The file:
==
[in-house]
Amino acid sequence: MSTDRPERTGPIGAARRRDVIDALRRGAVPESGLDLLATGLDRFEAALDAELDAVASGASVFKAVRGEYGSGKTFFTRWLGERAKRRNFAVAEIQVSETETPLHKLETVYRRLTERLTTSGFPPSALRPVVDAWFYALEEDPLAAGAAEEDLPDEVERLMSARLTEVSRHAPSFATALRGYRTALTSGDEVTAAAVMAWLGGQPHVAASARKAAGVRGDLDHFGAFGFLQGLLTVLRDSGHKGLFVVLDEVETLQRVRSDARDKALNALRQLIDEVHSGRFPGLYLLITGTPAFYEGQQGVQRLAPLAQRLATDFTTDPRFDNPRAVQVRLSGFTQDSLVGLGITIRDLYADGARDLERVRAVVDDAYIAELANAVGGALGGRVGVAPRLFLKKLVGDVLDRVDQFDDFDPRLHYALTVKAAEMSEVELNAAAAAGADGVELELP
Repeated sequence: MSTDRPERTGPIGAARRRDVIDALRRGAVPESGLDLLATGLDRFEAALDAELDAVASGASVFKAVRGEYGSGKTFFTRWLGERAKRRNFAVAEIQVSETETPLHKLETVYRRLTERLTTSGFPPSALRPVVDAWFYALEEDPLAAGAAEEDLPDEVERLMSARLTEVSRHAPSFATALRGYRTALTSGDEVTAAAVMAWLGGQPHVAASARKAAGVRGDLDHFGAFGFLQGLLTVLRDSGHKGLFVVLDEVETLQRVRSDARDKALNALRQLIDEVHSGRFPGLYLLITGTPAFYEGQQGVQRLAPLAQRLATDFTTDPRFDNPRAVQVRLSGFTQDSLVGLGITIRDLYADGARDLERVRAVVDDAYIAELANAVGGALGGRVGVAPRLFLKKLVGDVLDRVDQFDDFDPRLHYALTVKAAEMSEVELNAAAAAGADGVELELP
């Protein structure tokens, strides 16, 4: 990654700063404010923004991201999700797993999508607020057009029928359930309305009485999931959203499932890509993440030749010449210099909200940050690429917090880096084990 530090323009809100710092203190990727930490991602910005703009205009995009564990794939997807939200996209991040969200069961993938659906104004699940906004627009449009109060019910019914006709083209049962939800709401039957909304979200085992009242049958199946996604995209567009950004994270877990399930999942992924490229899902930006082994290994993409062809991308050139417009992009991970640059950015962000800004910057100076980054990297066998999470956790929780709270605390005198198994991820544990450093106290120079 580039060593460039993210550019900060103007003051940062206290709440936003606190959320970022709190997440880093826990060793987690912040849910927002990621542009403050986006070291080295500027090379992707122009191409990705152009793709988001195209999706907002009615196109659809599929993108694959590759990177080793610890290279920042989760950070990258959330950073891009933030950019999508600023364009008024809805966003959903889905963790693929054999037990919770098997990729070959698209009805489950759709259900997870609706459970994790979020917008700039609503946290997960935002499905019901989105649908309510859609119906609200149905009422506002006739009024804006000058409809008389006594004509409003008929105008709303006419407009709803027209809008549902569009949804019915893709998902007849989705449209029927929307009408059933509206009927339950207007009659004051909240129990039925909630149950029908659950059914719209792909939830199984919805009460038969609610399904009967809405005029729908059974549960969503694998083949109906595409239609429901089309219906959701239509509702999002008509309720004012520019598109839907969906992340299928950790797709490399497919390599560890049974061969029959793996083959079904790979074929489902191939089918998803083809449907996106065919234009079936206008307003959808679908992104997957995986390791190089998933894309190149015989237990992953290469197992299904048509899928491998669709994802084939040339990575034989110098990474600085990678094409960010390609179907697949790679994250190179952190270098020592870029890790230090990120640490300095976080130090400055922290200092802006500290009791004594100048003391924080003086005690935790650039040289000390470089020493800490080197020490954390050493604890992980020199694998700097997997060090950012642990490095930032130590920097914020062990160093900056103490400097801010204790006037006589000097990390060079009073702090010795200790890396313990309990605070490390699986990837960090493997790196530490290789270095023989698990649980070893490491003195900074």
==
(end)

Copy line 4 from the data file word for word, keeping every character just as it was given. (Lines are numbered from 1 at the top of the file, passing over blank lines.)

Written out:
């Protein structure tokens, strides 16, 4: 990654700063404010923004991201999700797993999508607020057009029928359930309305009485999931959203499932890509993440030749010449210099909200940050690429917090880096084990 530090323009809100710092203190990727930490991602910005703009205009995009564990794939997807939200996209991040969200069961993938659906104004699940906004627009449009109060019910019914006709083209049962939800709401039957909304979200085992009242049958199946996604995209567009950004994270877990399930999942992924490229899902930006082994290994993409062809991308050139417009992009991970640059950015962000800004910057100076980054990297066998999470956790929780709270605390005198198994991820544990450093106290120079 580039060593460039993210550019900060103007003051940062206290709440936003606190959320970022709190997440880093826990060793987690912040849910927002990621542009403050986006070291080295500027090379992707122009191409990705152009793709988001195209999706907002009615196109659809599929993108694959590759990177080793610890290279920042989760950070990258959330950073891009933030950019999508600023364009008024809805966003959903889905963790693929054999037990919770098997990729070959698209009805489950759709259900997870609706459970994790979020917008700039609503946290997960935002499905019901989105649908309510859609119906609200149905009422506002006739009024804006000058409809008389006594004509409003008929105008709303006419407009709803027209809008549902569009949804019915893709998902007849989705449209029927929307009408059933509206009927339950207007009659004051909240129990039925909630149950029908659950059914719209792909939830199984919805009460038969609610399904009967809405005029729908059974549960969503694998083949109906595409239609429901089309219906959701239509509702999002008509309720004012520019598109839907969906992340299928950790797709490399497919390599560890049974061969029959793996083959079904790979074929489902191939089918998803083809449907996106065919234009079936206008307003959808679908992104997957995986390791190089998933894309190149015989237990992953290469197992299904048509899928491998669709994802084939040339990575034989110098990474600085990678094409960010390609179907697949790679994250190179952190270098020592870029890790230090990120640490300095976080130090400055922290200092802006500290009791004594100048003391924080003086005690935790650039040289000390470089020493800490080197020490954390050493604890992980020199694998700097997997060090950012642990490095930032130590920097914020062990160093900056103490400097801010204790006037006589000097990390060079009073702090010795200790890396313990309990605070490390699986990837960090493997790196530490290789270095023989698990649980070893490491003195900074």